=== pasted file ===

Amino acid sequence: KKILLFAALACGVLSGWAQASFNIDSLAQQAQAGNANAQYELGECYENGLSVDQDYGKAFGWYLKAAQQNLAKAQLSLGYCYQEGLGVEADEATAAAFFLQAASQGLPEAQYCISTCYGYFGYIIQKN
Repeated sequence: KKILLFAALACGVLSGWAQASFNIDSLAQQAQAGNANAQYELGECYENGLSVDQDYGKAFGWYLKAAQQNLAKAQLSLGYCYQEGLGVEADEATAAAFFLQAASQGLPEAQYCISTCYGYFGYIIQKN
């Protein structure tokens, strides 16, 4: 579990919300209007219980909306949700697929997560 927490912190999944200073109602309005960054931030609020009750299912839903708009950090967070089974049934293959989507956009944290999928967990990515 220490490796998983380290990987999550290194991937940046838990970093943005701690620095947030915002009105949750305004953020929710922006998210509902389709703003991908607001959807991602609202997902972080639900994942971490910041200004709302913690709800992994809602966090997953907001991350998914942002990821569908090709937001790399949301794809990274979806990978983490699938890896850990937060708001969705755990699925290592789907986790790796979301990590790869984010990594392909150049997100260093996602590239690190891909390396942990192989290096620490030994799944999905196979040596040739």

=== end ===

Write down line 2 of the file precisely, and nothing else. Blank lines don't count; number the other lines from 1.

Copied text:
Repeated sequence: KKILLFAALACGVLSGWAQASFNIDSLAQQAQAGNANAQYELGECYENGLSVDQDYGKAFGWYLKAAQQNLAKAQLSLGYCYQEGLGVEADEATAAAFFLQAASQGLPEAQYCISTCYGYFGYIIQKN